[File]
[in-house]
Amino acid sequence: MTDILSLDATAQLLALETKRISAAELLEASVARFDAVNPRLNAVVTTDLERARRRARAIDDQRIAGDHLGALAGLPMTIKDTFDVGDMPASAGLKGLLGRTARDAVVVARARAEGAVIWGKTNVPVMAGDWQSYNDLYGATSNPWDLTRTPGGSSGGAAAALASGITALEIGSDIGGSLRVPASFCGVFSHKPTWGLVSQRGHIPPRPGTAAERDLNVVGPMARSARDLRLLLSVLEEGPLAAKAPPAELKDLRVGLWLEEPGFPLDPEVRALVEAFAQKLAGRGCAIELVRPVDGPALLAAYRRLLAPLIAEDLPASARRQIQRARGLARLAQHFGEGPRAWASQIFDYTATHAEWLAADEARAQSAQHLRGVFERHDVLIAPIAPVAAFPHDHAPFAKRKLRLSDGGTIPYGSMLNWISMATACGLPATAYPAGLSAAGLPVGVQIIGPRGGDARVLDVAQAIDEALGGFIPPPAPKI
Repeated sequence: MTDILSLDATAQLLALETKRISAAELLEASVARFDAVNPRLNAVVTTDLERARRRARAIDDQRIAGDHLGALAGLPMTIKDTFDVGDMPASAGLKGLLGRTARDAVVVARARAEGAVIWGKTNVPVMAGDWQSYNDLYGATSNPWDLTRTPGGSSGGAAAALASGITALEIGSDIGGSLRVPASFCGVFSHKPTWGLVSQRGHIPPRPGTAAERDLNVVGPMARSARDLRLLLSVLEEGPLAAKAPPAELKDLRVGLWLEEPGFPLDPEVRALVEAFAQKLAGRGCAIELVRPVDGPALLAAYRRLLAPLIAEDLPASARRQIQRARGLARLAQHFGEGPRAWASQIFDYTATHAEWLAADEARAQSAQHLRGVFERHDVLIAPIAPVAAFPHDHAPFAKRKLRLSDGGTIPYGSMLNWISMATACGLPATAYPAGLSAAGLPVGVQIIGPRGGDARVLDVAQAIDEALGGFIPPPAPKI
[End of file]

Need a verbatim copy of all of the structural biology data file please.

[in-house]
Amino acid sequence: MTDILSLDATAQLLALETKRISAAELLEASVARFDAVNPRLNAVVTTDLERARRRARAIDDQRIAGDHLGALAGLPMTIKDTFDVGDMPASAGLKGLLGRTARDAVVVARARAEGAVIWGKTNVPVMAGDWQSYNDLYGATSNPWDLTRTPGGSSGGAAAALASGITALEIGSDIGGSLRVPASFCGVFSHKPTWGLVSQRGHIPPRPGTAAERDLNVVGPMARSARDLRLLLSVLEEGPLAAKAPPAELKDLRVGLWLEEPGFPLDPEVRALVEAFAQKLAGRGCAIELVRPVDGPALLAAYRRLLAPLIAEDLPASARRQIQRARGLARLAQHFGEGPRAWASQIFDYTATHAEWLAADEARAQSAQHLRGVFERHDVLIAPIAPVAAFPHDHAPFAKRKLRLSDGGTIPYGSMLNWISMATACGLPATAYPAGLSAAGLPVGVQIIGPRGGDARVLDVAQAIDEALGGFIPPPAPKI
Repeated sequence: MTDILSLDATAQLLALETKRISAAELLEASVARFDAVNPRLNAVVTTDLERARRRARAIDDQRIAGDHLGALAGLPMTIKDTFDVGDMPASAGLKGLLGRTARDAVVVARARAEGAVIWGKTNVPVMAGDWQSYNDLYGATSNPWDLTRTPGGSSGGAAAALASGITALEIGSDIGGSLRVPASFCGVFSHKPTWGLVSQRGHIPPRPGTAAERDLNVVGPMARSARDLRLLLSVLEEGPLAAKAPPAELKDLRVGLWLEEPGFPLDPEVRALVEAFAQKLAGRGCAIELVRPVDGPALLAAYRRLLAPLIAEDLPASARRQIQRARGLARLAQHFGEGPRAWASQIFDYTATHAEWLAADEARAQSAQHLRGVFERHDVLIAPIAPVAAFPHDHAPFAKRKLRLSDGGTIPYGSMLNWISMATACGLPATAYPAGLSAAGLPVGVQIIGPRGGDARVLDVAQAIDEALGGFIPPPAPKI